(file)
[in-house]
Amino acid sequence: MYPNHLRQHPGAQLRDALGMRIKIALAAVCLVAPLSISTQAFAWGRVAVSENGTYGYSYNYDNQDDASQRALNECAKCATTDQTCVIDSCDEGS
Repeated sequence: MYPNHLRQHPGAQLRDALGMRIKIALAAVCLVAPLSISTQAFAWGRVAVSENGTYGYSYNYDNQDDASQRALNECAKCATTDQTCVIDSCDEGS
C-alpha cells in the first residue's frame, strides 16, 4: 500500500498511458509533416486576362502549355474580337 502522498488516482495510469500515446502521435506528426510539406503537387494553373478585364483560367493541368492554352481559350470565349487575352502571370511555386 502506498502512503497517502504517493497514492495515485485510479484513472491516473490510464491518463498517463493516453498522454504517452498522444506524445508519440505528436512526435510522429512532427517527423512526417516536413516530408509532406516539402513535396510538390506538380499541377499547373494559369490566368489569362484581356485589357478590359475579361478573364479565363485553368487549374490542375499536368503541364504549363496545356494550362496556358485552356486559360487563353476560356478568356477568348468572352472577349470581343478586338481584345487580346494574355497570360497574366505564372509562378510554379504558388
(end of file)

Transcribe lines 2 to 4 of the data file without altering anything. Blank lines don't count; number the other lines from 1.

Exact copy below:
Amino acid sequence: MYPNHLRQHPGAQLRDALGMRIKIALAAVCLVAPLSISTQAFAWGRVAVSENGTYGYSYNYDNQDDASQRALNECAKCATTDQTCVIDSCDEGS
Repeated sequence: MYPNHLRQHPGAQLRDALGMRIKIALAAVCLVAPLSISTQAFAWGRVAVSENGTYGYSYNYDNQDDASQRALNECAKCATTDQTCVIDSCDEGS
C-alpha cells in the first residue's frame, strides 16, 4: 500500500498511458509533416486576362502549355474580337 502522498488516482495510469500515446502521435506528426510539406503537387494553373478585364483560367493541368492554352481559350470565349487575352502571370511555386 502506498502512503497517502504517493497514492495515485485510479484513472491516473490510464491518463498517463493516453498522454504517452498522444506524445508519440505528436512526435510522429512532427517527423512526417516536413516530408509532406516539402513535396510538390506538380499541377499547373494559369490566368489569362484581356485589357478590359475579361478573364479565363485553368487549374490542375499536368503541364504549363496545356494550362496556358485552356486559360487563353476560356478568356477568348468572352472577349470581343478586338481584345487580346494574355497570360497574366505564372509562378510554379504558388